Since they were designed for commercial winemakers, both French and American oak is available in all toasts but it may prove hard to find smaller quantities of all but the most popular varieties.

At an inch (2.5 cm) in diameter, spheres still squeeze into the narrow opening of a glass carboy and are easy to measure. Typically added at the rate of one sphere per gallon (4 L), but that can be changed as desired. To ensure the broadest flavor possible, allow up to four months of soak time post-fermentation. These are wonderful for additional uses, offering up to a year of total contact time. (Average cost for a 5-gallon/19-L batch: $7– $13)

Oak Spirals

Available in a wide variety of oaks, toasts, and chars, the precise milling against the grain allows spirals to extract flavor quickly and consistently. Spirals are cut to expose more end in proportion to the long grain of the wood than other staves. The high manufacturing cost makes spirals one of the priciest oak alternative choices for the home winemaker, a cost that is well worth the regularity. Spirals offer infusion times as short as three to six weeks, and are usually added after primary fermentation. To change the overall intensity, just measure in length and break off the desired piece.

Smaller, bottle-sized spirals can be added directly to bottles and are an option if you have varying tastes in your household or among friends who you will be sharing your wines with. If you want only a portion of your bottles to be more highly oaked than others, this is an easy option rather than splitting a batch prior to bottling. Spirals, like other staves, will not hamper the normal use of transferring equipment. The milling leaves the oak relatively thin so multiple re-uses will yield little flavor. (Average cost for a 5-gallon/19-L batch: $7– $20, or single-bottle size packages can be bought for $4– $7)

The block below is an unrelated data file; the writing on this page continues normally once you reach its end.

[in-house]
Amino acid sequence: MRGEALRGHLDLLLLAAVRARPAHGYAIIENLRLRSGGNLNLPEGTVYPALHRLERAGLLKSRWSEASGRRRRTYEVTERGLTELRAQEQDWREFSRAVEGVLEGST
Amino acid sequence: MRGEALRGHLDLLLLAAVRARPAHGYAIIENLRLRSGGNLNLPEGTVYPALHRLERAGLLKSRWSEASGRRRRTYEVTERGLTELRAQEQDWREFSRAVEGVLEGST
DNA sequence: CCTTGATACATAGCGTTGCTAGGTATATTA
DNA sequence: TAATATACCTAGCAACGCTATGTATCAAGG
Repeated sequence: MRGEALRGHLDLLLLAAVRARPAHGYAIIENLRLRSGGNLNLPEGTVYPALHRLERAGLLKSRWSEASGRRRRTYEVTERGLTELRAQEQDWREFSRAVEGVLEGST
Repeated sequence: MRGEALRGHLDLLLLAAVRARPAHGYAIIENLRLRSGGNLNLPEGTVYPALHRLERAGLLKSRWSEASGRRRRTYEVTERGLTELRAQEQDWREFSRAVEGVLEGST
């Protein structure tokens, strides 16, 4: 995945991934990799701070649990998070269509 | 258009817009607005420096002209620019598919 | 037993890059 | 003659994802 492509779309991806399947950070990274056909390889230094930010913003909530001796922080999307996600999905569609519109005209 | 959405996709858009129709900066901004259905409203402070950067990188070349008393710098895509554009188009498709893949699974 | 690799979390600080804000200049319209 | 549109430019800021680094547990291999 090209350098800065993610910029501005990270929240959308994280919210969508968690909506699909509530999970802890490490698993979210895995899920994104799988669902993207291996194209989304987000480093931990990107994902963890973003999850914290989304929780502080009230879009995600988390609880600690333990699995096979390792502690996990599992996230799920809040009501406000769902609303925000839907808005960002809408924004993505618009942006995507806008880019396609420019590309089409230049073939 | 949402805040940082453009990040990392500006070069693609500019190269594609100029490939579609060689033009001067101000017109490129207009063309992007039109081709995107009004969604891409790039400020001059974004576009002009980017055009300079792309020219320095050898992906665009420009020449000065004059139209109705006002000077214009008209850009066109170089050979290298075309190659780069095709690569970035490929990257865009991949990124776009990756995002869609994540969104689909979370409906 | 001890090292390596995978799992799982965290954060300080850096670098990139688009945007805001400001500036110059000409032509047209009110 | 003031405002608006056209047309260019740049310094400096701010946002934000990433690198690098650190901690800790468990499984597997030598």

Planed smooth, oak staves have the closest relationship to a barrel in the proportion of the long grain to capillary exposure (end cut). Shy of only barrels themselves, staves take the longest to impart their full oak character. Staves made for home winemakers are typically sized for a 5- to 6-gallon (19- to 23-L) batch. Lowering that ratio will require the use of a saw to cut the stave down to the required size. It is ill advised to try and snap a piece off of the stave like you might do with a spiral as splitting the stave can lead to characteristics more closely resembling chips and increase the intensity (not in a good way).

Available in every conceivable toast and char, much like spirals, manufacturers are engineering the shape and thickness of staves to decrease extraction time while providing fuller flavor. Different patterns in the wood change the overall flavor profile and are designed for wine, beer, or spirits respectively. Ultimately, follow the producers’ guidelines for time, but account for at least two months of contact time post-fermentation. Many offer a hole drilled in one end or both to attach a string for easy removal or to tie several staves together in sequence. Staves are possibly the best choice for both long-term storage and re-use.